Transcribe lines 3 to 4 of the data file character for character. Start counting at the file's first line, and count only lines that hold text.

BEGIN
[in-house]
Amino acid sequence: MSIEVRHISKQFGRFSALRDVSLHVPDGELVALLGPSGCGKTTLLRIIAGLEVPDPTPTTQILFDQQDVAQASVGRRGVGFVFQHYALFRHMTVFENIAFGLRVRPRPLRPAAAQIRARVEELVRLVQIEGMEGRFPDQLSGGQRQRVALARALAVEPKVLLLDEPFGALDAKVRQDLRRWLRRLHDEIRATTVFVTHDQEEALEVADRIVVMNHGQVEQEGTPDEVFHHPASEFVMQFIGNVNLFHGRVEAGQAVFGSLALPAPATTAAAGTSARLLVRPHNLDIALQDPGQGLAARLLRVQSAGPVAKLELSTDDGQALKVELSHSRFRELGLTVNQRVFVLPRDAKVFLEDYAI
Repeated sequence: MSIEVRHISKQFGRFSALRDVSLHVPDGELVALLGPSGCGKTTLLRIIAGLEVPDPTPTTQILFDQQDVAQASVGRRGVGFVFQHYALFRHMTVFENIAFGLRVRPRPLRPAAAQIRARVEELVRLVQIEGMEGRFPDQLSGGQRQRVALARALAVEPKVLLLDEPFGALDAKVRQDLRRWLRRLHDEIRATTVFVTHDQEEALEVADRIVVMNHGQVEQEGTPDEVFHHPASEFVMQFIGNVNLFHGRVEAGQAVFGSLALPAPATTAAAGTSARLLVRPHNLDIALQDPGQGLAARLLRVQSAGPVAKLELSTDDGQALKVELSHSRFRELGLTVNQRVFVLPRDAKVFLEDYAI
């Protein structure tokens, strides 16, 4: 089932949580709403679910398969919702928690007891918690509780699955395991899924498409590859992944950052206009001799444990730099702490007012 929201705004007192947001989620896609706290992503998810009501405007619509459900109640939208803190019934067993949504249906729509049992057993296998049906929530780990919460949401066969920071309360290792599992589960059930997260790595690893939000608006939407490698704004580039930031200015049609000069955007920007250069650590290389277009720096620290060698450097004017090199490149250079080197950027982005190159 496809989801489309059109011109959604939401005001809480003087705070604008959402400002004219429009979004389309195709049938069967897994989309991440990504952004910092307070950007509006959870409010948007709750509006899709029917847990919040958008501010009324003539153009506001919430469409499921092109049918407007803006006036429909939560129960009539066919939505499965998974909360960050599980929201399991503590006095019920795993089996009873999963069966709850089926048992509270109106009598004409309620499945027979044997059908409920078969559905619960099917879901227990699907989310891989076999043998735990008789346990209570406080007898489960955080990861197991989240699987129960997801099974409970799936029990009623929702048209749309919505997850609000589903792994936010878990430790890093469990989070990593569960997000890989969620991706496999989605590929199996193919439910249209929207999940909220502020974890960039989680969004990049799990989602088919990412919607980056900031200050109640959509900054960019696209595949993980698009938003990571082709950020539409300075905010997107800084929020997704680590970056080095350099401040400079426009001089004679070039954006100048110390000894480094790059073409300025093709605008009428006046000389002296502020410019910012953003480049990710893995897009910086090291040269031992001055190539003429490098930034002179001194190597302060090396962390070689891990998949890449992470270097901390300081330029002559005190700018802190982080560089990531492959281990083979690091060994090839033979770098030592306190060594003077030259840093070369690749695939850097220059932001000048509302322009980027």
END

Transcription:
Repeated sequence: MSIEVRHISKQFGRFSALRDVSLHVPDGELVALLGPSGCGKTTLLRIIAGLEVPDPTPTTQILFDQQDVAQASVGRRGVGFVFQHYALFRHMTVFENIAFGLRVRPRPLRPAAAQIRARVEELVRLVQIEGMEGRFPDQLSGGQRQRVALARALAVEPKVLLLDEPFGALDAKVRQDLRRWLRRLHDEIRATTVFVTHDQEEALEVADRIVVMNHGQVEQEGTPDEVFHHPASEFVMQFIGNVNLFHGRVEAGQAVFGSLALPAPATTAAAGTSARLLVRPHNLDIALQDPGQGLAARLLRVQSAGPVAKLELSTDDGQALKVELSHSRFRELGLTVNQRVFVLPRDAKVFLEDYAI
């Protein structure tokens, strides 16, 4: 089932949580709403679910398969919702928690007891918690509780699955395991899924498409590859992944950052206009001799444990730099702490007012 929201705004007192947001989620896609706290992503998810009501405007619509459900109640939208803190019934067993949504249906729509049992057993296998049906929530780990919460949401066969920071309360290792599992589960059930997260790595690893939000608006939407490698704004580039930031200015049609000069955007920007250069650590290389277009720096620290060698450097004017090199490149250079080197950027982005190159 496809989801489309059109011109959604939401005001809480003087705070604008959402400002004219429009979004389309195709049938069967897994989309991440990504952004910092307070950007509006959870409010948007709750509006899709029917847990919040958008501010009324003539153009506001919430469409499921092109049918407007803006006036429909939560129960009539066919939505499965998974909360960050599980929201399991503590006095019920795993089996009873999963069966709850089926048992509270109106009598004409309620499945027979044997059908409920078969559905619960099917879901227990699907989310891989076999043998735990008789346990209570406080007898489960955080990861197991989240699987129960997801099974409970799936029990009623929702048209749309919505997850609000589903792994936010878990430790890093469990989070990593569960997000890989969620991706496999989605590929199996193919439910249209929207999940909220502020974890960039989680969004990049799990989602088919990412919607980056900031200050109640959509900054960019696209595949993980698009938003990571082709950020539409300075905010997107800084929020997704680590970056080095350099401040400079426009001089004679070039954006100048110390000894480094790059073409300025093709605008009428006046000389002296502020410019910012953003480049990710893995897009910086090291040269031992001055190539003429490098930034002179001194190597302060090396962390070689891990998949890449992470270097901390300081330029002559005190700018802190982080560089990531492959281990083979690091060994090839033979770098030592306190060594003077030259840093070369690749695939850097220059932001000048509302322009980027």